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Say it with Sangria

Photos by Matt Haas

May 2015

Sangria. It’s the ultimate party punch and patio pounder. In Spain, tourists drink sangria at bars while Spaniards drink it only at home and at parties. A good sangria starts with a good wine and fresh fruit, then other liqueurs and spirits are added, along with sugar. While most sangrias around town start with red wine, orange slices and maybe a few berries or apple slices, sangria is getting as sophisticated and layered as any fine craft cocktail. Here are some great places to cool off with a glass this summer.


Nothing goes better with a pitcher or glass of sangria than authentic Spanish tapas, and you can’t get any more authentic than Movida. "We use all fresh juices, and we batch them out so they’re always fresh," says Aaron Gersonde, co-owner. For the red sangria, Spanish red wine mingles with 10-year-old Spanish brandy, Combier orange liqueur, peach brown sugar syrup, lemon and orange juices, and Bittercube cherry bark vanilla bitters. The white sangria starts out with a Spanish chardonnay and a Spanish cava (sparkling wine), then Spanish crème sherry and a strawberry and kiwi syrup are added. 524 S. 2nd St.,, (414) 224-5300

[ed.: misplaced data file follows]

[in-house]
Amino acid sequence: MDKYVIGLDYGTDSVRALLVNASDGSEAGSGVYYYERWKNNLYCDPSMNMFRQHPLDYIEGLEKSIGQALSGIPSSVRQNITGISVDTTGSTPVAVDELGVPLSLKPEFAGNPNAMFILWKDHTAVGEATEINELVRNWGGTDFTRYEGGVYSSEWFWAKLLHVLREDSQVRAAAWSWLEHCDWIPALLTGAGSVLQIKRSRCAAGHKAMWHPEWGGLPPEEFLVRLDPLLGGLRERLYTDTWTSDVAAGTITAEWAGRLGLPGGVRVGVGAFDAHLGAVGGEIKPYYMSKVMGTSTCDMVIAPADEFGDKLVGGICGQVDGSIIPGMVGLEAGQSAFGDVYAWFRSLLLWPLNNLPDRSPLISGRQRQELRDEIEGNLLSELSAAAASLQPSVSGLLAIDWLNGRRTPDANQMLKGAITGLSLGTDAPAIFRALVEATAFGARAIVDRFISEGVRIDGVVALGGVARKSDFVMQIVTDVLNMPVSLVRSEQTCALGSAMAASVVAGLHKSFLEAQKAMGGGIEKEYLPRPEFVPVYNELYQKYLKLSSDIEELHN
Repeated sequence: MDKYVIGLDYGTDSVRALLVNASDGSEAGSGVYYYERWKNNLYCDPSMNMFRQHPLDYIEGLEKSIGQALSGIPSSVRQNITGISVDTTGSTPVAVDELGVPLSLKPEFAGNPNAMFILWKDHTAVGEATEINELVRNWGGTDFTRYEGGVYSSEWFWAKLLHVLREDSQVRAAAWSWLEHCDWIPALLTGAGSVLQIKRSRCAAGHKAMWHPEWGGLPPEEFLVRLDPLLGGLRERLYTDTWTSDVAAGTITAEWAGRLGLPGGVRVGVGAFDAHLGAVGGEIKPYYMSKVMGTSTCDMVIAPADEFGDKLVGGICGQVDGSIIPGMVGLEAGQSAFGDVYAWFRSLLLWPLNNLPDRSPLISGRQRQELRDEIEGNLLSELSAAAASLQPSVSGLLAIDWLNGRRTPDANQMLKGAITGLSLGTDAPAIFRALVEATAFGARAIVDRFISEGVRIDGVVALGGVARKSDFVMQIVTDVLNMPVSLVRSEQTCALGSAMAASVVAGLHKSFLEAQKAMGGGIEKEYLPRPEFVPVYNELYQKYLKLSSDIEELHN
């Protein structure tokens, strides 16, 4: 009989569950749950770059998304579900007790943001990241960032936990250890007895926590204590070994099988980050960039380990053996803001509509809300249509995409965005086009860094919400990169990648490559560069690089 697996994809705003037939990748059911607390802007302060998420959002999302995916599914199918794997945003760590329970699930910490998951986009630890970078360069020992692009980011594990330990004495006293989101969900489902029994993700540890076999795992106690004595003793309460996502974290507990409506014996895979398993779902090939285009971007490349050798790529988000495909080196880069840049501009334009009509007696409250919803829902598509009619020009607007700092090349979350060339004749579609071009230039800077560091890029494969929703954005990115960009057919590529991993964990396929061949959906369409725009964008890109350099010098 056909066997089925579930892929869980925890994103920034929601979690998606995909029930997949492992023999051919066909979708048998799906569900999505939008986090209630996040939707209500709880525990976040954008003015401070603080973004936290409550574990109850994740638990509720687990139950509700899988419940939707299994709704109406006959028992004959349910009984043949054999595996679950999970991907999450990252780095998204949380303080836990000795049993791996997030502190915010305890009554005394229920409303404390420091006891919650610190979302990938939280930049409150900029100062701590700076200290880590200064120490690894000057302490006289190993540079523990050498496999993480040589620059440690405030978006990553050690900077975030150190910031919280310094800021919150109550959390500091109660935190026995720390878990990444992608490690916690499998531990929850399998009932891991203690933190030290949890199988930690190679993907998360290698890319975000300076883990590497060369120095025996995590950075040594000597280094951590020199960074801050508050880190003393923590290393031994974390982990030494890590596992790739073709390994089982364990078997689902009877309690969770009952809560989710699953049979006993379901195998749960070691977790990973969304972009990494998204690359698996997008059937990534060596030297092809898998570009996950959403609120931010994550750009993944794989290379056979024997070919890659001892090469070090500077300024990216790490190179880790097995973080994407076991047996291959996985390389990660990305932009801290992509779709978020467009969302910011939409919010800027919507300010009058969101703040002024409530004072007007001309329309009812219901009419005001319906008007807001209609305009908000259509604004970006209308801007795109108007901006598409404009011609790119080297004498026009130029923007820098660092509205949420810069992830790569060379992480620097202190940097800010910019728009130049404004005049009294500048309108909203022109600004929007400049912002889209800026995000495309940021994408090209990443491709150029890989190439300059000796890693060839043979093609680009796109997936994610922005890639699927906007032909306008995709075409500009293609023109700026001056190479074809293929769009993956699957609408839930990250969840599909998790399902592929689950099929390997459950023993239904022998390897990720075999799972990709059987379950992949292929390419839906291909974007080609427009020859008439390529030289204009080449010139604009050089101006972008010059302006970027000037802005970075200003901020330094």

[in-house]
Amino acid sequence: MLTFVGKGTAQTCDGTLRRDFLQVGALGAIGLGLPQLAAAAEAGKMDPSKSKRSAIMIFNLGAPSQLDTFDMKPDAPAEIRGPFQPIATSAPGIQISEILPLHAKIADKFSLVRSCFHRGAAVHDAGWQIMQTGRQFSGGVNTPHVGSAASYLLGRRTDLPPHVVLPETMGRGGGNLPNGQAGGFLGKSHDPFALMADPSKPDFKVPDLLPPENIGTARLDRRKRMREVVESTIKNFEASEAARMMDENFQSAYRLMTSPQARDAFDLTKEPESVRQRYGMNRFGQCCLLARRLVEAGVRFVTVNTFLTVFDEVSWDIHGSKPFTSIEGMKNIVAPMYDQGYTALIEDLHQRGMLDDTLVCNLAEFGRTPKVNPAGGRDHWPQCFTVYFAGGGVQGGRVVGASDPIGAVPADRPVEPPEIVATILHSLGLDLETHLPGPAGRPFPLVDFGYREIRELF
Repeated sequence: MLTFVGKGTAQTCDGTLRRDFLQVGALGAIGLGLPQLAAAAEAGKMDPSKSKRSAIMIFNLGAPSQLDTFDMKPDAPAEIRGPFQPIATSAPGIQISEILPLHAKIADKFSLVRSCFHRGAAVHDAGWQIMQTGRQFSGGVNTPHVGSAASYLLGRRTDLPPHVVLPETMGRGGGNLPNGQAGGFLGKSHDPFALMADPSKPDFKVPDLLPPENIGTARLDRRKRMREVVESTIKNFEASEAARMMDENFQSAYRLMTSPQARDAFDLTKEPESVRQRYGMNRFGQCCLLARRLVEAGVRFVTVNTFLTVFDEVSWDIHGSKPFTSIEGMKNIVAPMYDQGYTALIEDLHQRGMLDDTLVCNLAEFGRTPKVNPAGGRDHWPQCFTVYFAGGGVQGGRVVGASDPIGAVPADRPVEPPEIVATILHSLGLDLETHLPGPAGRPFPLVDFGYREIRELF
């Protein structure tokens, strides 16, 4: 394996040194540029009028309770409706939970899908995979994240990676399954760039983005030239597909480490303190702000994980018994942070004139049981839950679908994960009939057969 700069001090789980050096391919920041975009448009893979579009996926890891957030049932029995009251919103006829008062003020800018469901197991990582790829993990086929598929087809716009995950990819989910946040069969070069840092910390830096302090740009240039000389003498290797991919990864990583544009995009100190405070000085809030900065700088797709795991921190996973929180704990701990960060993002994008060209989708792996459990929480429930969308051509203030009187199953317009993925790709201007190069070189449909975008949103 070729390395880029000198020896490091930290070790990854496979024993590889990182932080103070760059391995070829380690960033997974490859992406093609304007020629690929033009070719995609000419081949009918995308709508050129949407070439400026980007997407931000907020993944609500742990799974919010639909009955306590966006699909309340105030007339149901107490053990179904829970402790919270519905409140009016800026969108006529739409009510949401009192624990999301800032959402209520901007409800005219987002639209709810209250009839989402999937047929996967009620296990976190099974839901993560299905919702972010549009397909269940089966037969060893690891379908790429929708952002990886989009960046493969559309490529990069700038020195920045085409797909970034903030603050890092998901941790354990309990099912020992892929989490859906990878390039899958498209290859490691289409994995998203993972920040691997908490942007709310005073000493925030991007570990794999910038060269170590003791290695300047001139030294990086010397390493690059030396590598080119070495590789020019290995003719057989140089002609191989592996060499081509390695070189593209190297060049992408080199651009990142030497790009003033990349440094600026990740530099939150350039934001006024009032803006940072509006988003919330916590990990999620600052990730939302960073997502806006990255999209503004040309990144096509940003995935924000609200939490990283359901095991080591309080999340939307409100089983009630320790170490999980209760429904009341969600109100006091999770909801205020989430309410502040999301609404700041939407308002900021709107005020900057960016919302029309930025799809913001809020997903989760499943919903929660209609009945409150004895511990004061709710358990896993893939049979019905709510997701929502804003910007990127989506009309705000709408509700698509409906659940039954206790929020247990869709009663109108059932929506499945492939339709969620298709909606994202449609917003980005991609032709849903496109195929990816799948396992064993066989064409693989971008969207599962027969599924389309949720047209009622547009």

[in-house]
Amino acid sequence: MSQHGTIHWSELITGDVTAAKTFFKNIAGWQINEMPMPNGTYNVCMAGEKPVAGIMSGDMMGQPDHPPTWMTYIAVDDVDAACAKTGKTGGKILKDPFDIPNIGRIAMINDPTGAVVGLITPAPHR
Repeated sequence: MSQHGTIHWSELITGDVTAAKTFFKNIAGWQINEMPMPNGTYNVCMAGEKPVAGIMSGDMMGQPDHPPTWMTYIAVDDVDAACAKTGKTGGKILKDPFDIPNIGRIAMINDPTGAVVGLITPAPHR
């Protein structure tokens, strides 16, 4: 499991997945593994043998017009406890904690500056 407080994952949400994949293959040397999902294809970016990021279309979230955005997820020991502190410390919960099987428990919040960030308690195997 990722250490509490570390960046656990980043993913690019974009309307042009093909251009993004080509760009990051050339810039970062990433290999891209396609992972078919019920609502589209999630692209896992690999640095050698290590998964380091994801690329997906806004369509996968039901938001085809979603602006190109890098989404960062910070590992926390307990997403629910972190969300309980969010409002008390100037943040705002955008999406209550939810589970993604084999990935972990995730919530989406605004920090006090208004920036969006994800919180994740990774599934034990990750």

Artisan 179

Ripe, juicy pinot noir acts as the base for this layered sangria. Chardonnay adds its nuance, then black raspberry liqueur, Chambord, fresh raspberries and sliced citrus finish off this addictive drink. Sip this sangria with some truffled popcorn as you watch the sun set over Pewaukee Lake. 179 W. Wisconsin Ave., Pewaukee,, (262) 691-0200









The sangria Ana Docta stirs up at her signature restaurant has a South American flare. A blend of red wines dances with rum, seasonal fruit, agave syrup and mint before it’s topped with a float of rosé champagne. Delicious and refreshing, this sangria is for mojito-lovers. 241 N. Broadway,, (414) 224-6158



Mixologist Katie Rose crafts a wicked cocktail, and her sangria’s no different. She starts with a dry rosé wine, adds Copper & King’s unaged brandy, a dash of aperol, some honey syrup and then finishes it with kumquats, red grapes and honey crisp apples. "The aperol gives it a little bit of bitterness. A lot of times, sangria is overly sweet. This adds a bit more depth," she says. 2457 S. Wentworth Ave.,, (414) 763-4706








Traditional sangria, white or red, with brandy, rum and triple sec, plus some fresh fruit tastes great any day of the week, but especially during happy hour on Tuesdays from 4 to 9 p.m., when it only costs $3 a glass. 235 S. 2nd St.,, (414) 220-9420








Lovino Sangria

Want sangria at home, but don’t want to make it from scratch? Open a bottle of Lovino, a bottled sangria hand-crafted by Milwaukeeans Eric and Jamie Zdroik. Made from a base of cabernet franc grapes, this sangria is fruit-forward and a bit tropical. You can find it stocked in many grocery and liquor stores.

This story ran in the May 2015 issue of: